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Teen cancer survivor left ‘horrified’ after chemo port scar edited from her yearbook photo

A cancer survivor from Evansville, Indiana, was left “disrespected and disgusted” after a yearbook company removed her chemotherapy scar from her high school photo without her permission.

Allison Hale (16) wanted the world to know she wasn’t ashamed of her scars. So she requested that her yearbook photo, taken by Straub Photography, be left “untouched” and specifically wear clothes that she knew would show off the scar that saved her life.

So when she discovered that the scar on her neck had been digitally removed from her school photo without her permission, “her heart sank right to her stomach.”

“When I pulled out the photo, my whole face fell down. I felt like my heart dropped right to my stomach because [my port] is so important to me, and it just got completely erased,” she said People Magazine.

A teen who survived cancer was left 'disrespected and disgusted' after receiving her yearbook photo (pictured) and found her chemotherapy port scar had been edited out

A teen who survived cancer was left ‘disrespected and disgusted’ after receiving her yearbook photo (left) and finding her chemotherapy port scar had been worked out

Allison Hale, 16, asked to leave her school image (pictured) “untouched” and wear specific clothes that she knew would show off the scar that saved her life

Allison explained that she thinks the scar is “beautiful” and says it is “something that makes me who I am”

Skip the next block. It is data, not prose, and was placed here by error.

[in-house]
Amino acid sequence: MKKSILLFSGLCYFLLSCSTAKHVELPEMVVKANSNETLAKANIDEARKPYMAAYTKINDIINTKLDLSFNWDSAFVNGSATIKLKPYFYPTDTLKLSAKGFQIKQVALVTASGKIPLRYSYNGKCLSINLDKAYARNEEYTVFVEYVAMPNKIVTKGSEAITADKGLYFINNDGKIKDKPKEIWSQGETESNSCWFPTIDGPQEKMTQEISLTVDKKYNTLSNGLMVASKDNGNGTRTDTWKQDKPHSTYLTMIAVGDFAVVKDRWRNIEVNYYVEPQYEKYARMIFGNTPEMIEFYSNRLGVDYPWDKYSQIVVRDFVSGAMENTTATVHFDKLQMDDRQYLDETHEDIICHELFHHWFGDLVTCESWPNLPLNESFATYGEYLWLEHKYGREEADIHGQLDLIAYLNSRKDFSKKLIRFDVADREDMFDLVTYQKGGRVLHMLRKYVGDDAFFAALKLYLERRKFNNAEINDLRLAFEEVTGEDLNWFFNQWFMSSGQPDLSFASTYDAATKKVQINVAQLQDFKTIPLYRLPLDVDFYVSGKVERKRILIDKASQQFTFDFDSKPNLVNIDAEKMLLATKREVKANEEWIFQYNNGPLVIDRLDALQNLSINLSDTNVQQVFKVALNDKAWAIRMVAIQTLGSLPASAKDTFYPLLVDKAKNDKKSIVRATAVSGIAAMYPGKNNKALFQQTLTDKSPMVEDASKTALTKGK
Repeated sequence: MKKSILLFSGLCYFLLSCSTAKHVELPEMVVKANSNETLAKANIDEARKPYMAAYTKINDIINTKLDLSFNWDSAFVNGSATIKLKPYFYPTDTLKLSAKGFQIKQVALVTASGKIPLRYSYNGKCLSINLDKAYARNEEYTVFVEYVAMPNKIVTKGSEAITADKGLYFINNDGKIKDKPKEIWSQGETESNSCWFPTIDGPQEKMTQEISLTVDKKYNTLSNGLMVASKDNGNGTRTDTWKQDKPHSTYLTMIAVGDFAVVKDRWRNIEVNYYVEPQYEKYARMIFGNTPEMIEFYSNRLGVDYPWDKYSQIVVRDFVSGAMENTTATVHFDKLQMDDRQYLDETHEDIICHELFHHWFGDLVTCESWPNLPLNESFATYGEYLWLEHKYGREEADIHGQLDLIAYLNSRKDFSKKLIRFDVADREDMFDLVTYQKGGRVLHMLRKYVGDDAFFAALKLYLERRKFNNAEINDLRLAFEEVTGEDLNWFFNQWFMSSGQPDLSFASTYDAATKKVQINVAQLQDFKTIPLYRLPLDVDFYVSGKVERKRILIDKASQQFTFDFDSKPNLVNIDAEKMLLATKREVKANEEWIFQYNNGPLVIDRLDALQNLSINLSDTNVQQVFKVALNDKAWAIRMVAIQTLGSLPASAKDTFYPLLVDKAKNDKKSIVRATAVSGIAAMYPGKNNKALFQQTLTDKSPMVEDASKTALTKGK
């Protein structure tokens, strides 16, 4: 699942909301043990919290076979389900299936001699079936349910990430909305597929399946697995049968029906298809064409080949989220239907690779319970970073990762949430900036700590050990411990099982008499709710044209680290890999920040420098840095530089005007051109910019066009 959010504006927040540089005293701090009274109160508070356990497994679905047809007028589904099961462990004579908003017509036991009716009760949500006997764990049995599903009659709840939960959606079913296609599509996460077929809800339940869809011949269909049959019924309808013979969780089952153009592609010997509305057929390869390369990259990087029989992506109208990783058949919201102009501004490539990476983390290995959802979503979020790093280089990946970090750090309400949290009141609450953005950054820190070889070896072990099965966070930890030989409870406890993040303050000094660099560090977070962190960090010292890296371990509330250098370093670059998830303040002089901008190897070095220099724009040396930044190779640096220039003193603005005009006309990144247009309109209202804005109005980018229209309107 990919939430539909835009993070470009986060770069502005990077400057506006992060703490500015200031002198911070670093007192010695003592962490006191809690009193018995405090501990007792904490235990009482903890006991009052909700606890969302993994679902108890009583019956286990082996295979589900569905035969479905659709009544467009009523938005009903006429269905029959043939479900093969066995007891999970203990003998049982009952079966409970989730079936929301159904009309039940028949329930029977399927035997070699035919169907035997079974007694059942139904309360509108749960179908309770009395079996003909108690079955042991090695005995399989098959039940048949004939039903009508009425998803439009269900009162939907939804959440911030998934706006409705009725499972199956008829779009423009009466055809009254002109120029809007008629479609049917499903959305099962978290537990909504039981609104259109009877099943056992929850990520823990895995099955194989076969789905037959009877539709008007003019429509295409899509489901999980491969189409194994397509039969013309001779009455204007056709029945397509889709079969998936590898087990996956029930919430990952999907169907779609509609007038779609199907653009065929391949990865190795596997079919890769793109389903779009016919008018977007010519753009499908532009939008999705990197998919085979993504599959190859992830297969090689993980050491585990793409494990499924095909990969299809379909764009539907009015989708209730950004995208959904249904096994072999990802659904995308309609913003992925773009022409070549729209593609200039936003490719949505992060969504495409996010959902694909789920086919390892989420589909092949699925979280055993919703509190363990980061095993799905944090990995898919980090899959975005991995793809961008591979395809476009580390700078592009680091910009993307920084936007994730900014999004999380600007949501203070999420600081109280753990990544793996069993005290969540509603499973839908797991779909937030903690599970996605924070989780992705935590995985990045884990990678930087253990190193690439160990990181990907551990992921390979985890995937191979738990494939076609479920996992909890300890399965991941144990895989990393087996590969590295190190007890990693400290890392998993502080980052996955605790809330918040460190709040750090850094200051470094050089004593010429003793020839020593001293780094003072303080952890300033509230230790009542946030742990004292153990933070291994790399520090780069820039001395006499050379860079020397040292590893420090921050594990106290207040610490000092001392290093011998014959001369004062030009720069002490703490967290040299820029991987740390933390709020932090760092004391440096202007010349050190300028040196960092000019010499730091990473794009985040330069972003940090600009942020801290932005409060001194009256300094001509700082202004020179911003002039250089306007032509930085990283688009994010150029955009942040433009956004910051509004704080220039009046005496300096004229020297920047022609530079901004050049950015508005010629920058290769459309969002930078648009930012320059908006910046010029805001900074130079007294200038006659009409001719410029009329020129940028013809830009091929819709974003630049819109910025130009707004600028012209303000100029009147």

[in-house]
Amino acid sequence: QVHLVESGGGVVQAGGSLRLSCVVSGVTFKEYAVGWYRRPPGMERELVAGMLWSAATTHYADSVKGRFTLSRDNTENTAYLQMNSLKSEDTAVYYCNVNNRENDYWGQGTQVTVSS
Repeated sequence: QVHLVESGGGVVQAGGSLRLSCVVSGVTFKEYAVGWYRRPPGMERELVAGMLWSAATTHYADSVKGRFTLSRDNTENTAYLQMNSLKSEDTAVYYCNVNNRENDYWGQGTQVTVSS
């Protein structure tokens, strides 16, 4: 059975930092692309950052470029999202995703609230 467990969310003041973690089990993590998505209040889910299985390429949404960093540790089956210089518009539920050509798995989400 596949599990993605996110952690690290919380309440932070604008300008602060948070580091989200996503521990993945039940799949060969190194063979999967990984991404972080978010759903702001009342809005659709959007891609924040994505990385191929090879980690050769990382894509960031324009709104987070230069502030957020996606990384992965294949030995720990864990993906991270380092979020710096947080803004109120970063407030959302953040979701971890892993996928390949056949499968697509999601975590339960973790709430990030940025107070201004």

The Evansville, Indiana student was diagnosed with Hodgkin's lymphoma in 2020 just before Christmas

The Evansville, Indiana student was diagnosed with Hodgkin's lymphoma in 2020 just before Christmas

The Evansville, Indiana student was diagnosed with Hodgkin’s lymphoma in 2020 just before Christmas

Allison, who was diagnosed with Hodgkin lymphoma in 2020 shortly before Christmas, explained on Facebook that she thinks the scar is “beautiful” and says it is “something that makes me who I am.”

“I really feel incredibly respected and disgusted,” she wrote.

“I ordered pristine photos. I wore a sweater to specifically show off my gate scar. I love to show it, I’m not ashamed of it.

“We all know I’ve been through hell and back in the past year, and I want to show off my proof of living and winning. I don’t want it covered. I don’t feel ashamed or ashamed of it.

“But apparently scars are uncomfortable. Scars are unacceptable. Scars are something to hide and to be ashamed of.’

The teen continued: ‘Here we have an updated photo, which hides the trauma that I love and that I literally hold so close to my heart. Something that makes me who I am.

“Maybe this sounds dramatic, but to me they covered up my life and the source of what healed me, and that feels like a new level of disrespect on my part.”

After voicing her concerns to the photographers, Allison said they apologized and quickly restored the image. DailyMail.com has reached out to Straub Photography for comment.

“Maybe this sounds dramatic, but to me they covered my life and the source of what healed me, and that feels like a new level of disrespect on my part,” she said.

The 16-year-old wants to remind everyone that all bodies are beautiful - imperfections and all.  She said, 'Please stop editing yourself and others to fit what society has made the standard'

The 16-year-old wants to remind everyone that all bodies are beautiful - imperfections and all.  She said, 'Please stop editing yourself and others to fit what society has made the standard'

“Scars are nothing that needs to be hidden, covered or edited.  Every body has a scar somewhere, and that's beautiful,

“Scars are nothing that needs to be hidden, covered or edited.  Every body has a scar somewhere, and that's beautiful,